The sales funnel is a tool that overviews the “buying process,” from first introduction to a product or service to an actual purchase.
The great thing about a sales funnel is that it’s trackable, which means it can shed light on where the buying process may be breaking down. It’s meant to track how many potential leads you get vs. how many of them become actual customers.
Each step of the funnel can be adjusted to try and move more people from the top of the funnel to the bottom where they actually make a purchase.
Beyond this, the sales funnel concept has some major flaws …
The Problem with Sales Funnels
The problem is, even though this is only a tool, a way of verbalizing a process of garnering business, it can easily have an effect on our thinking — and how we treat people.
For starters, the term “sales funnel” objectifies a living, breathing person into a thing that we must push through our funnel. It takes the humanity out of a customer, and manifests a process to increase revenue, as opposed to a process to help others solve problems.
Again, I know this is only a way to verbalize a process, but the words we use have power.
And the perception that’s created with a sales funnel is almost like transforming a person into an object — like a pinball — that needs to be pushed to a particular place to produce a sale.
When you look at each person you meet as a potential “sale,” you feed the sales funnel, but the thing is NOBODY likes to be sold.
The Relationship Funnel
Instead, let’s get rid of the word altogether and create a “Relationship Funnel.” Now, instead of trying to drive a person down to a sale, instead we work on developing relationships — one person at a time.
These relationships will inevitably fall into a handful of categories:
1) People who become friends or colleagues
2) People who we learn from , or learn from us
3) People who become clients or customers
4) People you just don’t ever want to talk to ever again — for whatever reason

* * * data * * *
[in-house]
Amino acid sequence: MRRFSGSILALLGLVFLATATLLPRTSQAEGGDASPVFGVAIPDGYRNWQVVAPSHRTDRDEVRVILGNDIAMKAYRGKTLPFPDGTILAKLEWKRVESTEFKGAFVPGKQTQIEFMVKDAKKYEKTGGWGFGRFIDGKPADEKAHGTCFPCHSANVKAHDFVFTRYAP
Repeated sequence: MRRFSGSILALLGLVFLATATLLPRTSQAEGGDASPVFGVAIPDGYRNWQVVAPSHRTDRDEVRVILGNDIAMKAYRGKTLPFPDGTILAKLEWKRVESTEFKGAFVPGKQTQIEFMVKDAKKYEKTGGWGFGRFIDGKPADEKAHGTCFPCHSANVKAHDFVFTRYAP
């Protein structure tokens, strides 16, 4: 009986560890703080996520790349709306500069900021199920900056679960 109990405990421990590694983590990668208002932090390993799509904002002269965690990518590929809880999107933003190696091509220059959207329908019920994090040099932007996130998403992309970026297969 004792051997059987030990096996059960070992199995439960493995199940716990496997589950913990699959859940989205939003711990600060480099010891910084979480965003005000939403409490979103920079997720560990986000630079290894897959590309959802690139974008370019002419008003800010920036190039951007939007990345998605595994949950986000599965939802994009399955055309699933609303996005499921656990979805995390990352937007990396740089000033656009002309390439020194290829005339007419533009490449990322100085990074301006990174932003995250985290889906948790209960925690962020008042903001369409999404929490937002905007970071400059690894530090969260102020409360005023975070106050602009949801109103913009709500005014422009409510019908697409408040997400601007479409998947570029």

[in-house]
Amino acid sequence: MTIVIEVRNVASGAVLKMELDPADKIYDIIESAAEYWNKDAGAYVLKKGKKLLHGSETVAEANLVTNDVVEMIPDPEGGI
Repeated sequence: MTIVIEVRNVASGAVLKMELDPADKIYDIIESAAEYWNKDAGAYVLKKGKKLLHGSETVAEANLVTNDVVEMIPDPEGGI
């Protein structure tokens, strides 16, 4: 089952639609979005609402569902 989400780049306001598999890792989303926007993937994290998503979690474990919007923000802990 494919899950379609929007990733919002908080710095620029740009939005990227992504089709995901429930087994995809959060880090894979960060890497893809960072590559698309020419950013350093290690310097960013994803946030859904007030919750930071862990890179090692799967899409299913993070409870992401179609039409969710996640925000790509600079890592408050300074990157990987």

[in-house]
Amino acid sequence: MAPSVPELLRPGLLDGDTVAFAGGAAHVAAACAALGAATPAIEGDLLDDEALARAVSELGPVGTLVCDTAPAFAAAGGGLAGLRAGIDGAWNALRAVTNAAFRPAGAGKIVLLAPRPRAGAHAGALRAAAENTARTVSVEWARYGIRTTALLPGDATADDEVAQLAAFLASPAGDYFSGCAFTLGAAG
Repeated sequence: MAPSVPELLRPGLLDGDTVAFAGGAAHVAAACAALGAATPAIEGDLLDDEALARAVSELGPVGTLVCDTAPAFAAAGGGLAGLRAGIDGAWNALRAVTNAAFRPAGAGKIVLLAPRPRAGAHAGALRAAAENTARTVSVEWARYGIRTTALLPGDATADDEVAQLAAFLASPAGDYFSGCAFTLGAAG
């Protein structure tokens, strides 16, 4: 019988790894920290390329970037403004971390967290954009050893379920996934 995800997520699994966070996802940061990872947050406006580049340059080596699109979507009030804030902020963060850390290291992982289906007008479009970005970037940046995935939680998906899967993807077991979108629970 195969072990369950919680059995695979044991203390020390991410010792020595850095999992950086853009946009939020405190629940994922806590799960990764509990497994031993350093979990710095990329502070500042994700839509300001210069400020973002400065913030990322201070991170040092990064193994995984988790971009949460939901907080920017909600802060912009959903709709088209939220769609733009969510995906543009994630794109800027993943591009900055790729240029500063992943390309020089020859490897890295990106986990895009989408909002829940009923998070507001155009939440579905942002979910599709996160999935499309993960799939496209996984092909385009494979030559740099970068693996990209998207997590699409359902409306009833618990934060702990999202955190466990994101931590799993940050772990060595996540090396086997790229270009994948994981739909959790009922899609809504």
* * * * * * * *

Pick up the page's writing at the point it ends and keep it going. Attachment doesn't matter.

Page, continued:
The people who become customers don’t become customers because we’ve “sold” them. They become customers because through relationship development we’ve learned what their problems are and they’ve learned that we can help solve them.
Take the classic networking event as an example.
With the sales funnel mentality, a person might have a goal to attain three “hot leads,” or good candidates for their sales funnel. We’re objectifying here. This is superficial, and also very egotistical — making it all about you and growing your business.
I like to call this the “hungry wolf syndrome.” Essentially, someone who walks into a room looking for a meal (sale).
With the relationship funnel, we enter that same room with a very different mindset. We’re taking every interaction as an opportunity to develop a relationship and see where it goes. And IF someone is a good fit to become a customer, our job is to see if we can help solve their problems and pain points — not push them through a funnel so we can get paid.
Now, instead of asking ourselves how many hot leads e’re going to get, we’re asking ourselves “what relationships will I develop today?”
Don’t get me wrong, many businesses are truly looking to add value to each customer and truly help. But when we use words that imply a different directive, it drives our actions in a different way.
In the words of Muhammad Ali, “what you are thinking about is what you are becoming.” I don’t know about you, but I don’t want to be a guy who sells stuff and pushes people into a funnel (that’s no fun). I prefer to look at each interaction as an opportunity to build a relationship. I’ve seen first hand how this philosophy can help build a successful business, while being perceived as an authentic professional.
And with the content marketing philosiphy solidly in place — both online and in the physical world — the more we align ourselves with relationship building, and shed the old sales funnel philosophy, the better off we’ll be.